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Ethics For The Future

By John Scales Avery

23 September, 2013
Countercurrents.org

In the long run, because of the enormously destructive weapons, which have been produced through the misuse of science, the survival of civilization can only be ensured if we are able to abolish the institution of war. We must also stop destroying our planet through unlimited growth of industry and population.

Science and technology have shown themselves to be double-edged, capable of doing great good or of producing great harm, depending on the way in which we use the enormous power over nature, which science has given to us. For this reason, ethical thought is needed now more than ever before. The wisdom of the world's religions, the traditional wisdom of humankind, can help us as we try to ensure that our overwhelming material progress will be beneficial rather than disastrous.

The crisis of civilization, which we face today, has been produced by the rapidity with which science and technology have developed. Our institutions and ideas adjust too slowly to the change. The great challenge which history has given to our generation is the task of building new international political structures, which will be in harmony with modern technology. We must abolish war and stabilize the global population. At the same time, we must develop a new global ethic, which will replace our narrow loyalties by loyalty to humanity as a whole.

Abolition of the institution of war will require the construction of structures of international government and law to replace our present anarchy at the global level. Today's technology has shrunken the distances, which once separated nations; and our present system of absolutely sovereign nation-states has become both obsolete and dangerous.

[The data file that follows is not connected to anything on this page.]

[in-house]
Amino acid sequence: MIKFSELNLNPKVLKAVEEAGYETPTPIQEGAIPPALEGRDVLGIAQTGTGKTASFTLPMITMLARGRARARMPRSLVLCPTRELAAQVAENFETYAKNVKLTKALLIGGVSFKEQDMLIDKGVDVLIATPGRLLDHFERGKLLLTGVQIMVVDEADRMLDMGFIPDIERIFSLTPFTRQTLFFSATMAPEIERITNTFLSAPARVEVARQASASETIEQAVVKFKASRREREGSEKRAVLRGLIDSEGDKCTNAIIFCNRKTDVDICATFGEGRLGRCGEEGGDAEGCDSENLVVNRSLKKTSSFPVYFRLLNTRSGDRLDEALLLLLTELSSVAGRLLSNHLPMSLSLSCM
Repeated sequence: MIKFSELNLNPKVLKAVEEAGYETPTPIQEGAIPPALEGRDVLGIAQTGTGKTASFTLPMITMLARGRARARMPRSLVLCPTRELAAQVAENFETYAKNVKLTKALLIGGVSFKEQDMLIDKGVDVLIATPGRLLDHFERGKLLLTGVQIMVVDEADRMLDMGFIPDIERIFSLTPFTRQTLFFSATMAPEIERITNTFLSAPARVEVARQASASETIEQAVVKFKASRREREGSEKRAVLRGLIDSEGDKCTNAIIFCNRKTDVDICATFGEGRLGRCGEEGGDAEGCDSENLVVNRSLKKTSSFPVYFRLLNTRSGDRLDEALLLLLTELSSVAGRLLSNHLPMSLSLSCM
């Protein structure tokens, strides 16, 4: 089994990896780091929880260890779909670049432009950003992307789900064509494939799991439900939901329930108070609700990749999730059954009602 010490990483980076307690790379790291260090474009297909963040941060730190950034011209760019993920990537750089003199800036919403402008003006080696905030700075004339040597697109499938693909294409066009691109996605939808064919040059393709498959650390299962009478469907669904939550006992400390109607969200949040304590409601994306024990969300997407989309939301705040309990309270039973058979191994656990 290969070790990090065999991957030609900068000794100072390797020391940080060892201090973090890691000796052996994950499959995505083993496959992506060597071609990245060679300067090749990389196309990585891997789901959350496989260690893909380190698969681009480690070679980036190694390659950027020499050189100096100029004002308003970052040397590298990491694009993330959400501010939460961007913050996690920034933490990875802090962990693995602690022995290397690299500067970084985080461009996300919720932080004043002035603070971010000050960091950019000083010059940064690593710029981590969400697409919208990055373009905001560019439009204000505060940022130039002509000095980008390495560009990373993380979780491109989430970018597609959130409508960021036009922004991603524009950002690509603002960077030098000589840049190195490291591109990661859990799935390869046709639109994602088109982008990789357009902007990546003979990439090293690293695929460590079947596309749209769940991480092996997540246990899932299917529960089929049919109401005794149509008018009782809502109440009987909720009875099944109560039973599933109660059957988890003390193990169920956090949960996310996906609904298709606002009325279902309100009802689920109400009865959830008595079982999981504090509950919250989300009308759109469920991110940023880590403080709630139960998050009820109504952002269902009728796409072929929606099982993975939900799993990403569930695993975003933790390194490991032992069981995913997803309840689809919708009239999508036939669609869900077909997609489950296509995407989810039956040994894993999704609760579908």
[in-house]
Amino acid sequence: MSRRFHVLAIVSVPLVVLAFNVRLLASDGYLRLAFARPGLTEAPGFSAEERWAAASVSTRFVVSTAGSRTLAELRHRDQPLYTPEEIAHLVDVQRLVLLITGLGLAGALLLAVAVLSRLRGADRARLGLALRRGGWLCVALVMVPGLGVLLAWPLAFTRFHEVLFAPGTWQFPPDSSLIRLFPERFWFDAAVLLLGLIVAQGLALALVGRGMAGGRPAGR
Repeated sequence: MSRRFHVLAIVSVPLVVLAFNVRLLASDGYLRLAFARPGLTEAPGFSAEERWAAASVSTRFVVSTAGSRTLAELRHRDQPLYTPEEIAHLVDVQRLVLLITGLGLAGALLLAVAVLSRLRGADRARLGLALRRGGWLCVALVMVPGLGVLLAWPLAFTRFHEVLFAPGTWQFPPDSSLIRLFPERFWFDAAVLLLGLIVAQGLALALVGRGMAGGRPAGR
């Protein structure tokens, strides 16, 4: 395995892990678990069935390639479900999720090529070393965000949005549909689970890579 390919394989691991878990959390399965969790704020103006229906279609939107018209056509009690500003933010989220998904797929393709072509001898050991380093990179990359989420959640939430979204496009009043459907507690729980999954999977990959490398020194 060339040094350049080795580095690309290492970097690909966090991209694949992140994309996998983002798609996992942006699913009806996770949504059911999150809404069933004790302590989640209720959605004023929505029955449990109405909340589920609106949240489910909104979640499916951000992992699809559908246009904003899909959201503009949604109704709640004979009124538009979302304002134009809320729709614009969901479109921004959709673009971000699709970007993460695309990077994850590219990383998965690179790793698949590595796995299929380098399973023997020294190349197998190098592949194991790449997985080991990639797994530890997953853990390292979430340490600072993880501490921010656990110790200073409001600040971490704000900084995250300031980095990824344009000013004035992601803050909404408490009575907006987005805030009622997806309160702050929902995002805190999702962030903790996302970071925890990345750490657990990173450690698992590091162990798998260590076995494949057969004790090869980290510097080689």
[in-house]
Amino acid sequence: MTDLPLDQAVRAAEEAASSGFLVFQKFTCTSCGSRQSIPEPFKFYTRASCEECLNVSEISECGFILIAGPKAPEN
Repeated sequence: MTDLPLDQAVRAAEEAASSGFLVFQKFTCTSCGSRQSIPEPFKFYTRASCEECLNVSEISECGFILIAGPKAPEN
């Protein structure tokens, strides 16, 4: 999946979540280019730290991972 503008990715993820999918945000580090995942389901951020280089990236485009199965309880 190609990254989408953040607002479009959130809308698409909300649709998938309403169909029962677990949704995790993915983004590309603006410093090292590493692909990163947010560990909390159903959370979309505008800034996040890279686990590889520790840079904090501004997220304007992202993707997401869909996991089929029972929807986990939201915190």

Besides a humane, democratic and just framework of international law and governance, we urgently need a new global ethic, an ethic where loyalty to family, community and nation will be supplemented by a strong sense of the brotherhood of all humans, regardless of race, religion or nationality. Schiller expressed this feeling in his “Ode to Joy”, the text of Beethoven's Ninth Symphony. Hearing Beethoven's music and Schiller's words, most of us experience an emotion of resonance and unity with its message: All humans are brothers and sisters - not just some - all! It is almost a national anthem of humanity. The feelings which the music and words provoke are similar to patriotism, but broader. It is this sense of a universal human family, which we need to cultivate in education, in the mass media, and in religion.

Educational reforms are urgently needed, particularly in the teaching of history. As it is taught today, history is a chronicle of power struggles and war, told from a biased national standpoint. Our own race or religion is superior; our own country is always heroic and in the right.

We urgently need to replace this indoctrination in chauvinism by a reformed view of history, where the slow development of human culture is described, giving adequate credit to all those who have contributed. Our modern civilization is built on the achievements of ancient cultures. China, India, Mesopotamia, ancient Egypt, Greece, the Islamic world, Christian Europe, and Jewish intellectual traditions all have contributed. Potatoes, corn and squash are gifts from the American Indians. Human culture, gradually built up over thousands of years by the patient work of millions of hands and minds, should be presented to students of history as a precious heritage: far too precious to be risked in a thermonuclear war.

Tribalism, cultural evolution and ethics